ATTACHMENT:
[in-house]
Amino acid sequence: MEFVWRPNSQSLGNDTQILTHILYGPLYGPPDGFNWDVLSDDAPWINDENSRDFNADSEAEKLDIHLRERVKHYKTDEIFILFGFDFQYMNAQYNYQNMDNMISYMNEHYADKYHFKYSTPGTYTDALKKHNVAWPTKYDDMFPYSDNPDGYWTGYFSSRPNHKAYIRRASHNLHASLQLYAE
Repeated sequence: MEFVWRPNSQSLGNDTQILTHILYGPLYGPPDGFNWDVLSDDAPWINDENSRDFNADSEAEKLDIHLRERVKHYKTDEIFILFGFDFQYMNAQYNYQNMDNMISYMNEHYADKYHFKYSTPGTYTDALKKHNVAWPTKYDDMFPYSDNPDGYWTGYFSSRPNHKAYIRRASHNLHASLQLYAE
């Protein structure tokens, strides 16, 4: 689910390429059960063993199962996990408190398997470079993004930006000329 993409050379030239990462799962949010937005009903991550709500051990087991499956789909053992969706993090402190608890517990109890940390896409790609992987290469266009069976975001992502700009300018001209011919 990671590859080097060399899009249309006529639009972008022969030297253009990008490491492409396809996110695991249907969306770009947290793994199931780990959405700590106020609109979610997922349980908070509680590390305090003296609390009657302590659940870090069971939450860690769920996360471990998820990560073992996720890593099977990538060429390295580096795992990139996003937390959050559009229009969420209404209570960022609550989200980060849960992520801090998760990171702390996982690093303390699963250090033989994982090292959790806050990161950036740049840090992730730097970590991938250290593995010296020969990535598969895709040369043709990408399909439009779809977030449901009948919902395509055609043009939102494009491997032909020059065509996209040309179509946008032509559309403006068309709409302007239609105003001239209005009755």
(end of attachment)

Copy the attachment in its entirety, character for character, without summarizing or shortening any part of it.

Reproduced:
[in-house]
Amino acid sequence: MEFVWRPNSQSLGNDTQILTHILYGPLYGPPDGFNWDVLSDDAPWINDENSRDFNADSEAEKLDIHLRERVKHYKTDEIFILFGFDFQYMNAQYNYQNMDNMISYMNEHYADKYHFKYSTPGTYTDALKKHNVAWPTKYDDMFPYSDNPDGYWTGYFSSRPNHKAYIRRASHNLHASLQLYAE
Repeated sequence: MEFVWRPNSQSLGNDTQILTHILYGPLYGPPDGFNWDVLSDDAPWINDENSRDFNADSEAEKLDIHLRERVKHYKTDEIFILFGFDFQYMNAQYNYQNMDNMISYMNEHYADKYHFKYSTPGTYTDALKKHNVAWPTKYDDMFPYSDNPDGYWTGYFSSRPNHKAYIRRASHNLHASLQLYAE
């Protein structure tokens, strides 16, 4: 689910390429059960063993199962996990408190398997470079993004930006000329 993409050379030239990462799962949010937005009903991550709500051990087991499956789909053992969706993090402190608890517990109890940390896409790609992987290469266009069976975001992502700009300018001209011919 990671590859080097060399899009249309006529639009972008022969030297253009990008490491492409396809996110695991249907969306770009947290793994199931780990959405700590106020609109979610997922349980908070509680590390305090003296609390009657302590659940870090069971939450860690769920996360471990998820990560073992996720890593099977990538060429390295580096795992990139996003937390959050559009229009969420209404209570960022609550989200980060849960992520801090998760990171702390996982690093303390699963250090033989994982090292959790806050990161950036740049840090992730730097970590991938250290593995010296020969990535598969895709040369043709990408399909439009779809977030449901009948919902395509055609043009939102494009491997032909020059065509996209040309179509946008032509559309403006068309709409302007239609105003001239209005009755």